top of page
Roof Shingles



At Evergreen Roofing, we have spent 30 years mastering the application of both low-slope and pitched roofs. With specific crews dedicated to each disciplines, we are able to uphold the highest standards for roof application regardless of the structure type.


These are some of the most common questions we are asked at Evergreen Roofing. If your question is not addressed, please give us a call. We are happy to answer your questions.

Q: What Types of Roofing Are Available?

A: We offer roofing systems by all the leading manufacturers of composition, metal, cedar, tile and singe-ply materials. When it comes to roofing materials (the products that are applied to your roof), it can be difficult to decipher the best option for your building. Our estimators are well versed in multiple types of roofing materials, so we can help you to hone in on the best roof system given your climate, roof structure, and budget.

Single-Ply Roof Membrane:

A popular option for low pitch or flat roofs is a single ply membrane system. Two common single-ply membranes, polyvinyl chloride (PVC) and thermoplastic polyolefin (TPO) are available in 40 to 80 mils. PVC's and TPO's come mechanically fastened or fully adhered to the roof deck with seams heat welded together. PVC and TPO are extremely reflective, lightweight, and easy to repair, with most roofs meeting Energy Star requirements.

Metal Roofing:

Metal is becoming a popular roofing material option because it is durable, energy efficient, virtually maintenance-free, nonflammable, long lasting, and recyclable. Metal panels are available in galvanized steel with a high-performance enamel paint finish, copper, or corrosion resistant alloys. Metal is now available for steep-sloped roofs as well.

Composition Shingle Roofing:

For roofs with slopes of 4/12 or more the laminated shingle, also called architectural or dimensional shingle is the most popular option. Laminated shingles are designed to resemble wood or slate. The laminated shingles consist of a fiberglass core coated with mineral aggregate for added color and texture. The fastening method for both employs an adhesive backing strip and nails. Laminate shingles vary from 30 years to "lifetime" warranties.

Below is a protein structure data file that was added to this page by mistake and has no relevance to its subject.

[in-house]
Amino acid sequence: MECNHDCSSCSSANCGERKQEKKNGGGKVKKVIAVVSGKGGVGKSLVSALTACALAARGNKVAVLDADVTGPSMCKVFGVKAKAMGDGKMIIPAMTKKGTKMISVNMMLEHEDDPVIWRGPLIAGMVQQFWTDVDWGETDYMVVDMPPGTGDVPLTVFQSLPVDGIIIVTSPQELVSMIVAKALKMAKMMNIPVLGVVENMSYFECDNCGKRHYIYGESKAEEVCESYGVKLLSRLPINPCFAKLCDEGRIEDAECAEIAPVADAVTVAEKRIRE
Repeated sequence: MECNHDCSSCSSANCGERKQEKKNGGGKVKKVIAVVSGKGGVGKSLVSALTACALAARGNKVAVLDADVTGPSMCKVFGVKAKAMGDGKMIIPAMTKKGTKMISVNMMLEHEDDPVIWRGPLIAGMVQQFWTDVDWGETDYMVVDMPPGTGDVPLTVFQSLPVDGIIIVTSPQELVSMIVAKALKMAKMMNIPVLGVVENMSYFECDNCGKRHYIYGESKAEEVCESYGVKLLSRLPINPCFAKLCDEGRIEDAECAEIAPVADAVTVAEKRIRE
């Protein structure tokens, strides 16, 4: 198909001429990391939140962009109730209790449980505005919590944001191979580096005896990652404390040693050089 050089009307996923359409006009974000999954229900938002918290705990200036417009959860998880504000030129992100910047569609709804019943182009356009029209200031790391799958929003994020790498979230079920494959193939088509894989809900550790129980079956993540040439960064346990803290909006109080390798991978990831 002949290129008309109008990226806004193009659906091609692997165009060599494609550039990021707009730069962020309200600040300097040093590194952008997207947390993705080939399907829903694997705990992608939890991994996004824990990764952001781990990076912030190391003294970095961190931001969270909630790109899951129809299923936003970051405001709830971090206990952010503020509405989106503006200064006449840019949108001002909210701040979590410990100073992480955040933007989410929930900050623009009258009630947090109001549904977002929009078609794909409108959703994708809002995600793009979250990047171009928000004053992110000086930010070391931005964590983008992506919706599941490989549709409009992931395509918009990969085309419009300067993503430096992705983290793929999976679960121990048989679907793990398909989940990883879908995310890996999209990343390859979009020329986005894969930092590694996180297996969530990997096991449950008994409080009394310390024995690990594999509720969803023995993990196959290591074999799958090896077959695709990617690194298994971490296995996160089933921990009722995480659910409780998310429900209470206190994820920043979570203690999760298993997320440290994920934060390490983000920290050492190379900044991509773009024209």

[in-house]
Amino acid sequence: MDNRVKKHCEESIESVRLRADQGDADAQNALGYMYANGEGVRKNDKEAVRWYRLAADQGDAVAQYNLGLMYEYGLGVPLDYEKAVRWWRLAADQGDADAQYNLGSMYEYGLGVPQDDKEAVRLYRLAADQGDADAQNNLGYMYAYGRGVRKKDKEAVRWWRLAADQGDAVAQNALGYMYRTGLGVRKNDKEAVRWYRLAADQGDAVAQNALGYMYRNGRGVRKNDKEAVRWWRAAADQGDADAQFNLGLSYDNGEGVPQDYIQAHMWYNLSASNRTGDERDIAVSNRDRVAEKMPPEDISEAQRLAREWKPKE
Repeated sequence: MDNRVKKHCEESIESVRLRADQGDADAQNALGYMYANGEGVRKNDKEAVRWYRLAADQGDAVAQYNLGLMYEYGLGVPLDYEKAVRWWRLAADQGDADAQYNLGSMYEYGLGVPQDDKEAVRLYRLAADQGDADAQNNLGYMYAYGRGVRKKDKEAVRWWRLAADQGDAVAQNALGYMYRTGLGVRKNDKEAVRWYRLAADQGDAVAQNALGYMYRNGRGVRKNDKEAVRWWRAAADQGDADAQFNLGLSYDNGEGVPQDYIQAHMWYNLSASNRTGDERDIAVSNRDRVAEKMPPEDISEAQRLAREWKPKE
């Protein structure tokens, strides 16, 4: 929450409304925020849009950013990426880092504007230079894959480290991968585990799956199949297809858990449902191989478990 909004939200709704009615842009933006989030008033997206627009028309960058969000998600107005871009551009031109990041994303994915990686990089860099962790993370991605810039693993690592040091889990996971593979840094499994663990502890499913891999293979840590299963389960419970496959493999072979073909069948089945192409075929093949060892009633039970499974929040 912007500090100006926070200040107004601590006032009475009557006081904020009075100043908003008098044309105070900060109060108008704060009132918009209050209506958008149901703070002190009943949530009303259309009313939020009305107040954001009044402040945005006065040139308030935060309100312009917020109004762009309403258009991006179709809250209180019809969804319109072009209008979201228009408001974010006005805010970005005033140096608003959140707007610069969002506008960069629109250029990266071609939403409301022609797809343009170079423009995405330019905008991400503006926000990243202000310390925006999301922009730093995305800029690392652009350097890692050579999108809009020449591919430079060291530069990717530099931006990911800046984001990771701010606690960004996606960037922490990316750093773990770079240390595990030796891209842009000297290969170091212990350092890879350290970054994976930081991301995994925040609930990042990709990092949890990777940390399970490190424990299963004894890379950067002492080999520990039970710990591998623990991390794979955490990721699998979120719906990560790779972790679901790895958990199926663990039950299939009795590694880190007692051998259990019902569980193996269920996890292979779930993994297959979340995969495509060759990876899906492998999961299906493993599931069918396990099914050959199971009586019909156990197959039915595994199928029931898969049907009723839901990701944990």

Wood Shake & Wood Shingle Roofing:

In Oregon, Western Red Cedar is the most common wood used to create shakes and shingles. Wood shakes are irregular and rough textured whereas wood shingles are cut to a specific size and smooth finished. Both are available in a variety of lengths, widths, and grades of wood. Wood shingles and shakes can be treated for fire resistance and extended life at an additional cost.

Tile & Slate Roofing:

Tile and slate have the best record of performance and longevity compared to other roofing systems. Tile is created from clay or concrete and is available in numerous styles and colors. Slate is an organic material mined all over the world. Since tile and slate are heavy materials, you must have a reinforced roof structure to support them.

Built-Up Roofing:

Built up roof (BUR) membrane, often called "hot asphalt" or "tar and gravel" are continuous and semi-flexible roof systems made of multiple layers of felts applied with alternate layers of bitumen and then surfaced with mineral aggregate to protect the final layer from drying out.

Q: How Do I Select a Roofing Contractor?

A: The best way to protect your home, rental property or commercial property when selecting a roofing contractor is to educate yourself. The following tips are suggested guidelines for evaluating and selecting a qualified roofing contractor.

  • Consider referrals from friends, family members, co-workers, lumberyards, and general contractors.

  • A permanent place of business and a telephone in the business' name.

  • Federal tax identification number.

  • Business license number—In Oregon call the Construction Contractor's Board (CCB) in Salem 503-378-4621, or visit their website at The CCB can verify license numbers, whether a contractor is bonded and insured, and reveal previous claims brought against the contractor and if they have been resolved.

  • Call your local Better Business Bureau to check on possible complaints filed against the contractor. In Oregon call 1-800-488-4155 or visit their website at

  • Ask for proof of liability and worker's compensation insurance. Note: If the contractor is not properly insured, you may be liable for accidents that occur on your property.

  • Always insist on a detailed written proposal. Do not assume a vague proposal will include details from verbal agreements.